Avoid scratching or staining your acrylic tub by opting for delicate solutions and soft cleaning tools
As you wind down for the day and draw a relaxing bath, the last thing you want to find is a ring of soap scum and rust around the edge of your tub. Just like porcelain or cast iron, acrylic tubs collect mineral deposits and mildew when constantly exposed to water. Luckily, cleaning these stains is relatively simple, but you'll need to take extra care not to damage the delicate acrylic material.
Difficulty score: 2/5
Time needed to clean an acrylic bathtub: 15-30 minutes
Soft cleaning cloth or sponge
Mild soap or white vinegar and baking soda
Refillable spray bottle
Dry microfiber towel
1. Inspect Your Tub
Always start off by 100% confirming that you have an acrylic tub. Fiberglass, porcelain, and cast iron are the other common materials and often require a different approach to cleaning.
Acrylic is a durable and sturdy plastic, but is much lighter and often more affordable than other bathtub options. Acrylic tubs also come in a wider range of colors, so if you have a pale blue bathtub that pairs with your slate-gray tiles, there's a solid chance it's acrylic.
When in doubt, always look to your manufacturer's manual for specific advice. While the cleaning tips below apply to nearly all acrylic tubs, each company typically includes a list of cleaning brands and solutions to avoid.
2. Choose Your Cleaning Solution
The number-one rule when it comes to cleaning acrylic tubs is to avoid caustic and corrosive solvents. These include:
Cleaners in aerosol cans
You can find plenty of acrylic-safe cleaners at the store, including bleach-free Clorox® wipes, and in some cases, a Mr. Clean® Magic Eraser. However, if you're unsure about your specific tub's requirements, stick to the cleaners that specifically note they are safe on acrylic surfaces.
Avoid any problems by opting for mild soap or natural cleaning mixtures, such as:
Cream of tartar and hydrogen peroxide
White vinegar and baking soda
Hydrogen peroxide and baking soda
Borax and water
Safety note: Never—and we mean never—mix household cleaning supplies as this can create harmful fumes. You should also avoid mixing natural products with cleaning solutions, such as vinegar and bleach.
3. Pick Your Cleaning Tools
The brush, towel, or sponge you use to clean your acrylic tub is just as important as the solution. Opt for a soft and delicate option that will not scratch the acrylic material of your tub. While this means the process may take a bit longer, you'll protect the longevity of your tub's beauty in the process.
The best cleaning materials for an acrylic tub include:
Terry cloth towel
Soft dish sponge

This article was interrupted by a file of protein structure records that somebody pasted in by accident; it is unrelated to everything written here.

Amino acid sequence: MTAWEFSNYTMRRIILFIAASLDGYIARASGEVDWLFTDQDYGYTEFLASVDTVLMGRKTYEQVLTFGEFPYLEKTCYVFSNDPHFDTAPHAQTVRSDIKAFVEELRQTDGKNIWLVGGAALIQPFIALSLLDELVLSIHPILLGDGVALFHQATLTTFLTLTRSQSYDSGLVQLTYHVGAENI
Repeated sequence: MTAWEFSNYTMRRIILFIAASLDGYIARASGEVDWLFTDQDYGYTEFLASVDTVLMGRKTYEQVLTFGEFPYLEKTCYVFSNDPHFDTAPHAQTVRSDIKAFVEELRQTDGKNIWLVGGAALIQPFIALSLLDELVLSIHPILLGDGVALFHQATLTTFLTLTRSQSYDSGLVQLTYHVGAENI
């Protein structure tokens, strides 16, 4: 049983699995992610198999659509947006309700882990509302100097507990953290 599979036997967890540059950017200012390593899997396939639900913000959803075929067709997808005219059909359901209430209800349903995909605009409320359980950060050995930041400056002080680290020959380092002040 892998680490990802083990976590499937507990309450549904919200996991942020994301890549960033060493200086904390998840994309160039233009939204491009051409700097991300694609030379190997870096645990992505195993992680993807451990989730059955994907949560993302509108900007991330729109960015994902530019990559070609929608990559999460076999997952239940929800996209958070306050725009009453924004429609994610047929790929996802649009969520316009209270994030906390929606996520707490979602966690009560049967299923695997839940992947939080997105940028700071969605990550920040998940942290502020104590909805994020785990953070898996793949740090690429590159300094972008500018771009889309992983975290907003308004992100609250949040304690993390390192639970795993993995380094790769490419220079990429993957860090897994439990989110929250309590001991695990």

Soft bristle brush
Be sure to avoid:
Hard bristle brushes
4. Treat the Stains
To fully protect the finish of your acrylic tub, you'll want to coax the stains off the tub instead of forcing them. Pretreat your tub with natural pantry items or acrylic-safe all-purpose cleaners to get started.
While wearing gloves, apply one of the following mixtures to remove stains:
White Vinegar and Water
Sprinkle a thin layer of baking powder on your tub and spray the tub with a solution of one-part white vinegar and one-part water. Let the solution bubble and foam for 15 minutes before lightly scrubbing.
Borax and Water
Mix several tablespoons of Borax with water to create a paste. Leave the solution on the stains to sit for about 20 minutes.
Hydrogen Peroxide and Cream of Tartar
Add a teaspoon of cream of tartar to a quarter cup of hydrogen peroxide to create a paste. Like the Borax and water, add the mixture to trouble areas and let sit for 15 minutes.
The acidity in lemons and other citrus fruits can also fight soap scum and water lines, though it may not work effectively for tough stains. That being said, your bathroom will smell a bit brighter than when using vinegar.
You have a few options here. Consider spraying undiluted lemon juice on your stains and let it sit for 15 minute before scrubbing. You can also stretch your solution further but cutting it with water or mixing:
One part lemon juice
One part white vinegar
And one part water
After applying these solutions, go enjoy a cup of coffee as the cleaners set and break down mold, mildew, and stubborn rust stains.
5. Get Scrubbin
Now that your solution has had the chance to break down the stains, use your soft cloth, sponge, or brush to lightly remove stains. Don't be afraid to use some elbow grease if you have a very soft cloth.
If you're using dish soap, shampoo, or an acrylic-safe all-purpose cleaner, there's no need to wait to start the scrubbing process unless otherwise noted on the bottle.
6. Dry it Off
The often-overlooked cleaning step is the drying process. Use a dust-free microfiber cloth to dry off the area and show off the clean acrylic tub beneath.
7. Keep it Clean
Wash your tub with a soft antibacterial soap at least once a week to fight build-up. Your manufacturer may also include specific tips for keeping your particular tub shiny and new between cleans.
DIY vs. Professional Bathtub Cleaning
Let's address the big question: is it worth cleaning tough stains off your bathtub yourself? You'll save a good deal of money taking the DIY approach with this one, as house cleaning costs run between $25 to $90 an hour.
On top of this, natural and simple cleaning materials are best for the job, meaning they are cheaper as well. If you opt for the vinegar and baking soda approach, pull off the whole project for around $10 to $15.
As a relatively easy DIY cleaning project, you end up with a clean bathtub in just about a half an hour—and even have a break in the middle. Keeping up with these stains makes them easier to erase and helps you put off bathtub replacement or new liner installation that much longer.